A list of favorite movies is too long, but some of my favorite directors are Stanley Kubrick (simply the best director ever!), Sam Peckinpah, Francis Coppola, Martin Scorsese, Akira Kurosawa, David Lynch, Andrei Tarkovski, Krzysztof Kieslowski and Sergio Leone. A concerning high number of these great directors have meanwhile passed away. The diminishing number of people who know these directors probably understand that I do not have much affinity with “fast and big action movies” from 007 and other hero musclemen, but I do love fantasy movies like Westworld, Game of Thrones, Lord of the Rings and Avatar.
My taste in music is quite broad, but I have a preference for classic rock (Pink Floyd, Rolling Stones, Led Zeppelin, Beatles, Creedence Clearwater Revival, Doors, etc.), the “old new wave” (The Cure, U2, Echo and the Bunnymen, Sex Pistols, Ramones, Talking Heads, Nick Cave etc.) and singer/songwriters (Bruce Springsteen, Bob Dylan, Nick Drake, Tom Waits, etc). I also love to listen to Mahler, Beethoven and Mozart in those few quiet moments in life.
In the comics world I am really fond of the graphic work of Enki Bilal, Richard Corben, Will Eisner, Philippe Foerster, Andre Franquin, Gotlib, Herge, Hermann, Sokal, Don Lawrence, Rosinski and Marten Toonder. The list of artists I admire is much longer but this is supposed to be a whisky site.
So, over to whisky now! When I started drinking whisky in the early 80s it was mainly blended whisky; not only because of financial constraints but also because there were not that many single malts available in the local liquor store and my first experiences with Glenfiddich and Glenlivet not yet convinced me to switch to single malt. Whisky as a hobby started in the year 1997, when my colleague Huub Donkers bought me my first great single malt experience: Highland Park 12Y – the classic edition in the broad wide-necked bottle. The next impressive single malt experience was the starter set with 6 miniatures of the Classic Malts of Scotland, which were at that time Glenkinchie, Dalwhinnie, Oban, Cragganmore, Talisker and Lagavulin. It proved to be relatively easy to recognise and appreciate the differences between the different whisky regions and styles in this selection.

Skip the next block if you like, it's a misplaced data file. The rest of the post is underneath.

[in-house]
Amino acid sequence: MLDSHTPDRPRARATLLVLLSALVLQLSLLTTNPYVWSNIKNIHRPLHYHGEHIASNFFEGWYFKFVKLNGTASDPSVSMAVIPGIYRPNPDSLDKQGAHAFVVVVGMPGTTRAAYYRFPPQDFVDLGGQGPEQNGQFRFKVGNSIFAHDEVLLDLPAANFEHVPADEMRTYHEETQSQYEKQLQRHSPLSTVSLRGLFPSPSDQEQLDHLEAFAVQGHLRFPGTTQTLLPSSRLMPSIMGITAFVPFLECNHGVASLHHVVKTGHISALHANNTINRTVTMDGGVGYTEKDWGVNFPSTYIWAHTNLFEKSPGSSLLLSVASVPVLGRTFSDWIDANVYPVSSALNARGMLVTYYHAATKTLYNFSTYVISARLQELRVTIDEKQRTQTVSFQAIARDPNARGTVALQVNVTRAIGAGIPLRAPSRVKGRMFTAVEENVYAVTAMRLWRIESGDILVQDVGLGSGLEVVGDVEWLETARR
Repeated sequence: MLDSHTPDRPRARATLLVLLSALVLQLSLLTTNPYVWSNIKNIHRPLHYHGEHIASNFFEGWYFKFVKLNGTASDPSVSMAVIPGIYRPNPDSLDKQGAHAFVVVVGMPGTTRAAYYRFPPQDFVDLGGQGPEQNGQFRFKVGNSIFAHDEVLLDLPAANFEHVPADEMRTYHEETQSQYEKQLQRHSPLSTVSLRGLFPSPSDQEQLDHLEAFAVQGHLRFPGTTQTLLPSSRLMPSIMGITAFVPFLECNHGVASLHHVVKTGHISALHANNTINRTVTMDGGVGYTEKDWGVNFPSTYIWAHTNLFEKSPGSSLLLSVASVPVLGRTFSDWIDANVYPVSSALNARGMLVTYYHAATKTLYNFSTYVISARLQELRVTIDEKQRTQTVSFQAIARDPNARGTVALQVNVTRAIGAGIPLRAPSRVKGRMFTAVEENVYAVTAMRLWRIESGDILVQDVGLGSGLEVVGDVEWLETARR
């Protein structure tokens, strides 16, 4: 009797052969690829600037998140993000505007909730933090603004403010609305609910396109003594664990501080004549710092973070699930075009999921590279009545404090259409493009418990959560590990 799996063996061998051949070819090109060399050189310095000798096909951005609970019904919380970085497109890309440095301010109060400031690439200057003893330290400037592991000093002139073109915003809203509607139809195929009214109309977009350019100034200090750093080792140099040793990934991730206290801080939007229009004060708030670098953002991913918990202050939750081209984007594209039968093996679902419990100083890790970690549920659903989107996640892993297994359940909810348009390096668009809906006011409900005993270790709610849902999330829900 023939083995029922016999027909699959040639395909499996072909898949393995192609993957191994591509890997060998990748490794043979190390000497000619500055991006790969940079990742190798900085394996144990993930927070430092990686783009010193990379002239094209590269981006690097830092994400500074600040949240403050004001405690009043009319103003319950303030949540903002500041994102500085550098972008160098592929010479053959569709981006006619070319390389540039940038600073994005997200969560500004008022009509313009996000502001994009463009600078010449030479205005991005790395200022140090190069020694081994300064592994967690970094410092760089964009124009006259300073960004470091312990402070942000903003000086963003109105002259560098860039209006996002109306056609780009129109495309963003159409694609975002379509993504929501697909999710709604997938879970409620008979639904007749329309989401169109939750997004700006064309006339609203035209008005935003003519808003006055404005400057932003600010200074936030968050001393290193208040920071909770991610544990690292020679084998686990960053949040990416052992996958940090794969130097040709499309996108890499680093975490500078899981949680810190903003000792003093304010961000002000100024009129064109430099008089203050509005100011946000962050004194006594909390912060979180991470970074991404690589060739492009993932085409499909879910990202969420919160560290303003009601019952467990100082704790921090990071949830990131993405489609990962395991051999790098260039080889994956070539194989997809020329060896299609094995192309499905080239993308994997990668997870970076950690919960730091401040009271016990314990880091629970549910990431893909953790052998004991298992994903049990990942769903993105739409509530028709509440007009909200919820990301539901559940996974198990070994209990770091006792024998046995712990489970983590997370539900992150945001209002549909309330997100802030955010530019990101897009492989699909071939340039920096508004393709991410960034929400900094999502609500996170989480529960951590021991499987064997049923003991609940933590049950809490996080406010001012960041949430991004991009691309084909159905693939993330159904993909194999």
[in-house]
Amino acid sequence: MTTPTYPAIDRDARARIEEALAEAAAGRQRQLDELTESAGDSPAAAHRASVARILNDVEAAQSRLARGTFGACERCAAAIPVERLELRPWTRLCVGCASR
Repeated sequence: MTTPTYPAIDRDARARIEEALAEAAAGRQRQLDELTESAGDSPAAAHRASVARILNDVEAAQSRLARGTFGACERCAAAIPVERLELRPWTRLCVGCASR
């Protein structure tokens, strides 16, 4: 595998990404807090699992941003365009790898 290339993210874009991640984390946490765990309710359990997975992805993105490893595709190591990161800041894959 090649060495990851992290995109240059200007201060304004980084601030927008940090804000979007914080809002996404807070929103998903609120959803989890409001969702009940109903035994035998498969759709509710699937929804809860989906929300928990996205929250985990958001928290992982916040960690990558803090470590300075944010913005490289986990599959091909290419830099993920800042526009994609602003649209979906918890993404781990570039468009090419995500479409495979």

In spite of all the stories that it takes time and experience to appreciate the heavily peated malts, my enthusiasm for Lagavulin and Talisker was immediate. It was here when the whisky discovery journey started and in January 1998 I attended my first single malt whisky nosing and tasting at Huub’s place. We discovered that we liked to give scores to whiskies in the style of Michael Jackson and also that we often came up independently from each other with comparable and consistent scores. Many private and professional nosing and tasting sessions were to follow and Huub and myself were able until late in the year 2006 to enjoy comparing our scores and tasting notes. Alexander is now my sparring partner for points and notes and we also share some very comparable scores and notes, but also interesting differences in appreciation(Talisker 15 anyone?)
A landmark whisky which made a great contribution to the founding of our whisky club “Het Genietschap” was a Longmorn-Glenlivet 1971, bottled in 1999 at 58.6% by Scott's Selection and tasted in the year 2000 at the first Dutch whisky festival in Amsterdam. The journey still continues and it is simply amazing how many new whisky expressions continue to be released over the years. Currently more than 3000 different whiskies have been tested and in most cases rated.
Most entries in the list (sorry, tasting notes are only in the Dutch language but the whiskynames and the scores are language independent) are Scotch single malts, but you can also find many other types. Irish single malt, Pot Still and blended whiskies, Japanese whiskies, single grain whiskies, Kentucky Straight Bourbon, Kentucky Straight Rye and many other national and international rarities. An interesting development in recent years is that because of the grown experience in tasting the different styles of single malts, I am now appreciating more the complexity of good blended whiskies and the sweet Bourbon whisky.
Looking back on the year where it all started I see that Highland Park, Talisker and Lagavulin are still in my top 10 of favorite malt whisky distilleries and a number of the former Classic Malt series are still part of my selection of whiskies that offer a very good price/performance relation.
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